Bull market not dead as
tax reform takes spotlight
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[March 25, 2017]
By Rodrigo Campos and Chuck Mikolajczak
NEW YORK (Reuters) - The death of the
Republican healthcare reform may not prove to be the knife to the heart
of the bull market some had feared, but to keep the Trump Trade alive
investors should temper expectations for the breadth of expected tax
Anxiety over prospects for the healthcare bill gave stocks their largest
weekly drop since the November presidential election. But its failure to
pass could also force the Trump administration to come up with a
palatable tax reform that could deliver this year some of the stimulus
Wall Street has rallied on.
The S&P 500 rose as much as 12 percent since the surprise Nov. 8
election win President Donald Trump, mostly on bets that lower taxes,
deregulation and fiscal stimulus would boost economic growth and
As he acknowledged defeat for the healthcare bill, Trump said
Republicans would likely pivot to tax reform. Bets on that shift in
focus were seen in stocks late on Friday, as the market cut its day
losses when news of the health bill being pulled emerged.
"The market believes it raises the probability of a tax cut later this
year since Trump is showing more strategic behavior. (It) puts the
market a little more at ease," said Paul Zemsky, chief investment
officer of multi-asset strategies and solutions at Voya Investment
Management in New York.
On the campaign trail Trump promised to lower the corporate tax to 15
percent. In order to make the tax reform revenue-neutral, and agreeable
to the most money-sensitive wing of his party, his administration
counted on savings from the health bill that will no longer materialize.
"If we want to get something passed by the August break, itís going to
look a lot like tax reform light,Ē said Art Hogan, chief market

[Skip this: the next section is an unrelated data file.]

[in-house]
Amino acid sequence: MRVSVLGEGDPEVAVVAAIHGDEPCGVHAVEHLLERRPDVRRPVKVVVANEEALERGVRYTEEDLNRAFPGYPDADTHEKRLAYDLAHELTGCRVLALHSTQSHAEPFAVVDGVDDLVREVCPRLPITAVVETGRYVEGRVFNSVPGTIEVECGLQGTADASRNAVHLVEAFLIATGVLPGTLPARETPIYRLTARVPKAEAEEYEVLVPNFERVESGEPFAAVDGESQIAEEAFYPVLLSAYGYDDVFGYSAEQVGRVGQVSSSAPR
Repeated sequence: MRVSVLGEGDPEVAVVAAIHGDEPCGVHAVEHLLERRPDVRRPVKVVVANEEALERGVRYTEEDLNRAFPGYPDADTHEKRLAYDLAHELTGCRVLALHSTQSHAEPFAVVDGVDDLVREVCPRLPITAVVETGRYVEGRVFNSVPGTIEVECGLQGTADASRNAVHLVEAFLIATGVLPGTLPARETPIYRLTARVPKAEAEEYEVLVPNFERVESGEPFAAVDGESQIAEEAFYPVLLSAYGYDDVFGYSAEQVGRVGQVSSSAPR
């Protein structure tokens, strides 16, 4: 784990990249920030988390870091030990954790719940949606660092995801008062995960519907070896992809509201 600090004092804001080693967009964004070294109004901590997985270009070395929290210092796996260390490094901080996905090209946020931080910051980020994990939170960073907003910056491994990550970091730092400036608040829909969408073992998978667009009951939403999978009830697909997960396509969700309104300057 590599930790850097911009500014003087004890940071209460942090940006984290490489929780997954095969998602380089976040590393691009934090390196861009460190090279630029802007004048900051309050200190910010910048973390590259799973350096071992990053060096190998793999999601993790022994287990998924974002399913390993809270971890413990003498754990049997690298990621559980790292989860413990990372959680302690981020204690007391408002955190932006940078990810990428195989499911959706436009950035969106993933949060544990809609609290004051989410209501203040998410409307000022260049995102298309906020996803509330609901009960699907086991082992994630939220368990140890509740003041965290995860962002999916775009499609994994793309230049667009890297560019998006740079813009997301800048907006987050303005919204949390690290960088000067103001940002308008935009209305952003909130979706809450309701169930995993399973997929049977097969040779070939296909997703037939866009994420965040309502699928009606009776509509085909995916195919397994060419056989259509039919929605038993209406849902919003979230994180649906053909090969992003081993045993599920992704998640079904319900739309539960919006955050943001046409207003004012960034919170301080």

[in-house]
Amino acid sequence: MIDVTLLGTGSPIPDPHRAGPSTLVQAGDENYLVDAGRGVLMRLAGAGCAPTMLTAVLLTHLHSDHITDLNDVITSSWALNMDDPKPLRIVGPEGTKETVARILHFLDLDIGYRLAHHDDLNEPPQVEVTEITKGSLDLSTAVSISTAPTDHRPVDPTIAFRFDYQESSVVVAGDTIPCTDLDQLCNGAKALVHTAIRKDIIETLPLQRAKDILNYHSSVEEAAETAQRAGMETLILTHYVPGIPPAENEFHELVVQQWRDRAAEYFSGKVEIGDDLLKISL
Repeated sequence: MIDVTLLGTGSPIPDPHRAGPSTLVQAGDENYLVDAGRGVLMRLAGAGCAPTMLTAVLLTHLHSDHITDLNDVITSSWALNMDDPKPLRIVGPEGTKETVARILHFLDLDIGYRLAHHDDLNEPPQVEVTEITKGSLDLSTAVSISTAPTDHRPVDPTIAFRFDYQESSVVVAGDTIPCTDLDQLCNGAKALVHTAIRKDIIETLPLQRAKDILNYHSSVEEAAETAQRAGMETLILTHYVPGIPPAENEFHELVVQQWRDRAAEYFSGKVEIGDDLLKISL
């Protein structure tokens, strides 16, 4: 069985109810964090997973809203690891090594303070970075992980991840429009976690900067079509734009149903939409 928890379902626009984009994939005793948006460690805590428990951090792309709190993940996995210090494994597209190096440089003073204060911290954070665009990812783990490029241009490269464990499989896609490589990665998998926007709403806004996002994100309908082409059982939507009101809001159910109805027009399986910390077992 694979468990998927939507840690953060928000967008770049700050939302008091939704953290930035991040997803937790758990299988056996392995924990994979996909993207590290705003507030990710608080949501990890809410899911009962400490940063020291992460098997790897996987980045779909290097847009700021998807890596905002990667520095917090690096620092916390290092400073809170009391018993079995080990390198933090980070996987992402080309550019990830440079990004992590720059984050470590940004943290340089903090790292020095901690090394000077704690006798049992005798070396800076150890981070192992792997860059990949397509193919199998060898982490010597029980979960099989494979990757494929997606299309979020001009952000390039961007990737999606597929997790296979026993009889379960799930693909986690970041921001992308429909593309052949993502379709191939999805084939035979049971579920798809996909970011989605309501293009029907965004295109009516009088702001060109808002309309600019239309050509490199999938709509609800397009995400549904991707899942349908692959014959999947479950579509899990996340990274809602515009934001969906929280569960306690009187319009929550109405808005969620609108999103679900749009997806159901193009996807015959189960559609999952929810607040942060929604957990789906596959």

strategist at Wunderlich Securities in New York.
"If we settle somewhere between the 25-30 percent corporate tax rate,
that is far from the 15 percent offered in the campaign trail and the 20
percent currently in the House plan, (and) I think thatís where we end
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Traders work on the floor of the New York Stock Exchange (NYSE) in
New York, U.S., March 21, 2017. REUTERS/Lucas Jackson
Softer cuts in corporate taxes leave stocks vulnerable after a rally on hopes
for more, he said.
"Itís not a negative, itís just not the positive the market had priced in."
Aside from Trump's pro-growth agenda some investors have pointed to an improving
global economy and expectations for double-digit growth in corporate earnings as
support for the lofty valuations in stocks.
"The evidence suggests to me that there is some Trump fairy dust sprinkled on
this rally. That said, the underlying fundamentals do look better," said Alan
Gayle, director of asset allocation at RidgeWorth Investments in Atlanta,
A survey on Friday showed Germany's private sector grew at the fastest pace in
nearly six years in March, suggesting an acceleration in growth for Europe's
largest economy in the first quarter.
Stocks could also turn to earnings to justify their price. First quarter
earnings are expected to grow by more than 10 percent, according to Thomson
Reuters data. In another sign of investor bullishness, February's reading on
consumer confidence touched its highest level since July 2001.
If earnings fail to deliver double-digit growth, stocks could again be seen as
too expensive. At $18 per dollar of expected earnings over the next 12 months,
investors are paying near the most since 2004 for the S&P 500.
"The advance weíve had and the large spike in confidence, the expectations on
the economy and earnings expectations - we continue to believe it is too high,"
said Julian Emanuel, executive director of U.S. equity and derivatives strategy
at UBS Securities in New York.
(Additional reporting by Lewis Krauskopf; Editing by Cynthia Osterman)
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